On the Cover
Formal training for nurses in the United States began in 1873, and this was mostly "on the job" training. Nursing school students were a source of cheap labor at the time—they provided patient care in hospitals in return for classes. When they graduated, only a few hospital positions were available, and nurse graduates relied on securing positions as private nurses, mostly for wealthy families. They were hired based on recommendations from family physicians or joined hospital "registries" where they were referred to patients needing home care. These nurses, however, struggled financially, especially in times of recession, when their patients' incomes dwindled.
Currently, the weak U.S. economy has depleted the number of available hospital jobs, and, like their earlier counterparts, today's graduates are facing a tough job market. Nursing students worry how long this dry spell will last.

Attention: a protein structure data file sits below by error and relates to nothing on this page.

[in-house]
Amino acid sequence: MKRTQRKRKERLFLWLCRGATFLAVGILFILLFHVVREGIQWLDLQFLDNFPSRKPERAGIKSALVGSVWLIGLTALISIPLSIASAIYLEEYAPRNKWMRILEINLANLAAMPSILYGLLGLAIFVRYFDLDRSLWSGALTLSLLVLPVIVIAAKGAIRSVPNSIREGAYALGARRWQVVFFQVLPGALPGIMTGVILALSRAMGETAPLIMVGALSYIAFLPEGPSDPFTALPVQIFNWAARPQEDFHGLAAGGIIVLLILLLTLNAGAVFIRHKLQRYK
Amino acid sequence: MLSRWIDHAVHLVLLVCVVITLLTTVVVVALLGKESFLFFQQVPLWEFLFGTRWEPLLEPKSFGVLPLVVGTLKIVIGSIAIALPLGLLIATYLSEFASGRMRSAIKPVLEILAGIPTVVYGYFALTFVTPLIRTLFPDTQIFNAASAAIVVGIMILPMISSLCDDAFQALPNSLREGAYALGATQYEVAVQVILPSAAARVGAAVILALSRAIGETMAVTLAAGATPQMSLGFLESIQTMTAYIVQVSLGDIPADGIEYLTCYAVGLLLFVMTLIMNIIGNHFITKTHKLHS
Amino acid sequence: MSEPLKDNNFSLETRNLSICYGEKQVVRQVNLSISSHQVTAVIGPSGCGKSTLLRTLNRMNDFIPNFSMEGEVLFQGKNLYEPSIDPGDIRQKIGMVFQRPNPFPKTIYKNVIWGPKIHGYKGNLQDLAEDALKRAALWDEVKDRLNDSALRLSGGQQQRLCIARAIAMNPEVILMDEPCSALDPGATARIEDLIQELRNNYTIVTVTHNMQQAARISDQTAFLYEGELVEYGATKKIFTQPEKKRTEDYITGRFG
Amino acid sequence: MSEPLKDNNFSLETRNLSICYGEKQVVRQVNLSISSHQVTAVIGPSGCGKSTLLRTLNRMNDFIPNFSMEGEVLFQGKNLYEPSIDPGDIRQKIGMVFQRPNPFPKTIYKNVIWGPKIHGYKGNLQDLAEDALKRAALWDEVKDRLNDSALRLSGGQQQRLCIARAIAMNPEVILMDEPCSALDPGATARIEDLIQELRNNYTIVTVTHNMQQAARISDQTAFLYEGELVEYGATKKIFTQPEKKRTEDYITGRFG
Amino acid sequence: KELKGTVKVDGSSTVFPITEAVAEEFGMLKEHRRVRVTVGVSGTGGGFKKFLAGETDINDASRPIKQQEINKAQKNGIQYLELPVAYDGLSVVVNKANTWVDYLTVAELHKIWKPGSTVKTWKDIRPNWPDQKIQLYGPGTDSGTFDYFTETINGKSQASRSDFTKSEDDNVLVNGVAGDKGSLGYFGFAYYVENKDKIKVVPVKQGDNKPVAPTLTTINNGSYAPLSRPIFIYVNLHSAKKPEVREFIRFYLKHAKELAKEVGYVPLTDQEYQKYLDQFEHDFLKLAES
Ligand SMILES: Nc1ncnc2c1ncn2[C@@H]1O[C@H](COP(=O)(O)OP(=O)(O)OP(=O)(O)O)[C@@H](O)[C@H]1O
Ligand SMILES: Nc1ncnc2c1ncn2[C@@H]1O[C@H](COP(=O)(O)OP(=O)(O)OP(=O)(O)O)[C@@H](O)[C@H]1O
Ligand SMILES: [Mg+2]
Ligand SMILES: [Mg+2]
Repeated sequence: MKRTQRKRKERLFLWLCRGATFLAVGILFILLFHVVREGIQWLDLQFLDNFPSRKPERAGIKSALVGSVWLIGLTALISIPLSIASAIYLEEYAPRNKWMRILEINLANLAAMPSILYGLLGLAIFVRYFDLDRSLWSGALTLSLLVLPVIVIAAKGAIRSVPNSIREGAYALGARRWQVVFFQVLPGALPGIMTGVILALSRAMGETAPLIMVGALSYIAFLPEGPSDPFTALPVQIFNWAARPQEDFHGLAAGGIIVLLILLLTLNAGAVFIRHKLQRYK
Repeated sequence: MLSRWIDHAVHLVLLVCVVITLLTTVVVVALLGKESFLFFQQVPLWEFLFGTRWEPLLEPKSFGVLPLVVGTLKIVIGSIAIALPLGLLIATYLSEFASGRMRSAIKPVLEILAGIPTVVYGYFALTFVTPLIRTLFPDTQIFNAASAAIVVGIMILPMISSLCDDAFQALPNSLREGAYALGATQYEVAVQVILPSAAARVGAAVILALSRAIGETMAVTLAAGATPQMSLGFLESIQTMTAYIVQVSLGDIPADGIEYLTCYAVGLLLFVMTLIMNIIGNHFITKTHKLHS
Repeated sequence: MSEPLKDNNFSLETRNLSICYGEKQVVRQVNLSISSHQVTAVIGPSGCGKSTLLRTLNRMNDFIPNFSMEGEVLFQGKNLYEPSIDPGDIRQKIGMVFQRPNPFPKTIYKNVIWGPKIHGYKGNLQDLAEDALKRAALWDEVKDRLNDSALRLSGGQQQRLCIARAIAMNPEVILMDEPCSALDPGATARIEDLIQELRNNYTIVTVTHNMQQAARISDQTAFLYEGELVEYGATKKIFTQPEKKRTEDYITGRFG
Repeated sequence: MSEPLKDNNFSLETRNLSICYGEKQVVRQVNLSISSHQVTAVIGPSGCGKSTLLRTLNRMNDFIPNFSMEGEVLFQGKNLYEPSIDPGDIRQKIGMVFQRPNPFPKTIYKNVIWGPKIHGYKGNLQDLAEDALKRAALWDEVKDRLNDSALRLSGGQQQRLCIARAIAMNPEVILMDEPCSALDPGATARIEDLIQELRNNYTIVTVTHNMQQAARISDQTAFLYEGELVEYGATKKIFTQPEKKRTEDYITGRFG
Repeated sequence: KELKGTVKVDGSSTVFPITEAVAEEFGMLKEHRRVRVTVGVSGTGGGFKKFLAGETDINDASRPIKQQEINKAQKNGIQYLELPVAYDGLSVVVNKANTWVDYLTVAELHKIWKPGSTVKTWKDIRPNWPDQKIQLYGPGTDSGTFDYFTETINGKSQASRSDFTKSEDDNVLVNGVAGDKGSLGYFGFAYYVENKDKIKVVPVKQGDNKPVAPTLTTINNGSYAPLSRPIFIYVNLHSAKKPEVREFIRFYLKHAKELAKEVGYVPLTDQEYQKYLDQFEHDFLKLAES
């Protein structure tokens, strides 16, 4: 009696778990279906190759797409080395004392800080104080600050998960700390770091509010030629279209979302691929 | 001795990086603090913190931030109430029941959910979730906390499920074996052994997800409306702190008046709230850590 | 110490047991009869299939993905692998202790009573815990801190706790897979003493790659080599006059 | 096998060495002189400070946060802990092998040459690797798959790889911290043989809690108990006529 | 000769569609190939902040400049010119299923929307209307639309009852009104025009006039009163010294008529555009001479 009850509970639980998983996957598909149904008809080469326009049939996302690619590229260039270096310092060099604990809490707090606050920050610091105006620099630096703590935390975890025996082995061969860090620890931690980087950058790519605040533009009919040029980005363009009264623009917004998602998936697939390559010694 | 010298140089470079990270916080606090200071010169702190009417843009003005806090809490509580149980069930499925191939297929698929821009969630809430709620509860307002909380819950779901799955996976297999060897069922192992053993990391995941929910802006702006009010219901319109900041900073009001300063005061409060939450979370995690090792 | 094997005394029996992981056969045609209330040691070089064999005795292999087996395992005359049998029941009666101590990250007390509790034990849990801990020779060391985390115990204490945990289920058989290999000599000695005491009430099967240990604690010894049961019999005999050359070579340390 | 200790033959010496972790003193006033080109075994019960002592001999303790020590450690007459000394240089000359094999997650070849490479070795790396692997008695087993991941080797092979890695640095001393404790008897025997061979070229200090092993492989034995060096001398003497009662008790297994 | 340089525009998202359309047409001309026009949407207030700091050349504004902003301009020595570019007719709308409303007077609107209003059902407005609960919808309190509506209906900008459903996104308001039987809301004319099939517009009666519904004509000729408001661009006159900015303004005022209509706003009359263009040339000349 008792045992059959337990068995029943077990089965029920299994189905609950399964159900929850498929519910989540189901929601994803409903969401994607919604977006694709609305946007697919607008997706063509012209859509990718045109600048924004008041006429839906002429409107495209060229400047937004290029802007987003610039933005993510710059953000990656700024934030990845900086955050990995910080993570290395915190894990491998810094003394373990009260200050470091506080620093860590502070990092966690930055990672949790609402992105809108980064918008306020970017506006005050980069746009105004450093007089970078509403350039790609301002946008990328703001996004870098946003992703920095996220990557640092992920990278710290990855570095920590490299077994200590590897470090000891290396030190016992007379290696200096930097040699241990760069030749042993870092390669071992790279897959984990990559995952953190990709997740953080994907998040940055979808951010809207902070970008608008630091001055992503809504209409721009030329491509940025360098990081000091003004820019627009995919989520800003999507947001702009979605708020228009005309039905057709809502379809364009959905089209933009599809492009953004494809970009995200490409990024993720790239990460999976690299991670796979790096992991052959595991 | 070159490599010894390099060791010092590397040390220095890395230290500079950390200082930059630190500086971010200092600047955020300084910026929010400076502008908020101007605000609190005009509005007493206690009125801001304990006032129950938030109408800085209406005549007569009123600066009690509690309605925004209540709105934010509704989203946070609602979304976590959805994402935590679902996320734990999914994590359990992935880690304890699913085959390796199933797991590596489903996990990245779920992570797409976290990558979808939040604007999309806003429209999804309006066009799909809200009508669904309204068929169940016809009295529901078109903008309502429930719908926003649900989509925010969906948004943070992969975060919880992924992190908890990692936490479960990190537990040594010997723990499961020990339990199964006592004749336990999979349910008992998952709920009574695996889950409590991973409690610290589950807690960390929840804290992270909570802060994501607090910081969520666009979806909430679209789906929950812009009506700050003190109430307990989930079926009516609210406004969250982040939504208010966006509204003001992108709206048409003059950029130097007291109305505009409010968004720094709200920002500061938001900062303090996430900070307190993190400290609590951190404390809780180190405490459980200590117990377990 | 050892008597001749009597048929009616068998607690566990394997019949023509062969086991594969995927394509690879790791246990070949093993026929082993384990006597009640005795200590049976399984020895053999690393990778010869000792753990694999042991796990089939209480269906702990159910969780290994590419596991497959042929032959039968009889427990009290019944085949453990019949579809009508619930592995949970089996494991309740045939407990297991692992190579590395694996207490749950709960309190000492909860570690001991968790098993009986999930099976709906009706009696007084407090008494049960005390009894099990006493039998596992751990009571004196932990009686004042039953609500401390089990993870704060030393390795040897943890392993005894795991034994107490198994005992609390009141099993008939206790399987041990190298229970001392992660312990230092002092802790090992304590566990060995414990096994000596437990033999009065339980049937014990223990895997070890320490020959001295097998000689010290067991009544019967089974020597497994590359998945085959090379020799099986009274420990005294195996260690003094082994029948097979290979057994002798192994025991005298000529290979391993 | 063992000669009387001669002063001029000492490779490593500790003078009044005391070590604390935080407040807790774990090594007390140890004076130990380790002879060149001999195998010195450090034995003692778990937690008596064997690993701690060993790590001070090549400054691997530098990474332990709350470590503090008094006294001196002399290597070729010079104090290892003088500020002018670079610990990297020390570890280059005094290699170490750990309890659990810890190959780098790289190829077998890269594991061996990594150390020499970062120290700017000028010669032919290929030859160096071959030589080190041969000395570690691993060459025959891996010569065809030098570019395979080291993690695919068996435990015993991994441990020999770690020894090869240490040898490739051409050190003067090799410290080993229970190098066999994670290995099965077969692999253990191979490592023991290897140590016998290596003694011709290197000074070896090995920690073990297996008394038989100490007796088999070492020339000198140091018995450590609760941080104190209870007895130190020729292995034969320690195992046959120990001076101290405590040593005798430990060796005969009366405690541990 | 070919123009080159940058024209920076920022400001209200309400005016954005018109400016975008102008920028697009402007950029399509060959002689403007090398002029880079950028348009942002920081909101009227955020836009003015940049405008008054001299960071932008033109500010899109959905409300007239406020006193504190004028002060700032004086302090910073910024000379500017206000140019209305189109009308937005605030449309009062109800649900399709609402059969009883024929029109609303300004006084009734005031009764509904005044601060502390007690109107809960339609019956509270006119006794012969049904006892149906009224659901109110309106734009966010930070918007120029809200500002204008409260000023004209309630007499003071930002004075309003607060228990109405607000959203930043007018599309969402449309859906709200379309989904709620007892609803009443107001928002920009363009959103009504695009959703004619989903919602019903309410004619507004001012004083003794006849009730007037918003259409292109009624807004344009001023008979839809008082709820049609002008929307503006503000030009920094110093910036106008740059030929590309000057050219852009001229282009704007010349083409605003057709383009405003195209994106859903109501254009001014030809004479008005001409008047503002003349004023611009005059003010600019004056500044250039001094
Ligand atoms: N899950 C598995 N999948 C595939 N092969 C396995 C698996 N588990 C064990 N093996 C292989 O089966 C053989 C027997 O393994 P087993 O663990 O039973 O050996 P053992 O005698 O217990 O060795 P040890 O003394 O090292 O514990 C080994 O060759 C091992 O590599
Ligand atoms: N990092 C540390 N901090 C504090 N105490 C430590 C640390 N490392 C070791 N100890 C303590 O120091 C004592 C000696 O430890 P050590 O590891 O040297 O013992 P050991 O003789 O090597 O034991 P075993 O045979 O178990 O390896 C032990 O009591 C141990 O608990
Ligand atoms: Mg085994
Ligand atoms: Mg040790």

The image on our cover shows two generations of nursing school graduates. On the left, and also on this page, are nurses from Harper Hospital in Detroit's nurse training school in 1898. In the center, facing the camera, is Sarah E. Sly, who would become president of the American Nurses Association in 1911 and a member of AJN's board of directors in 1910. On the right of the cover image are students from the class of 2011 of Ramapo College School of Nursing's Englewood Campus in Englewood, New Jersey. The photograph was taken in September 2009 by Mary Lloyd, MSN, RN, CNE, at Englewood Hospital and Medical Center.
Alison Bulman, senior editorial coordinator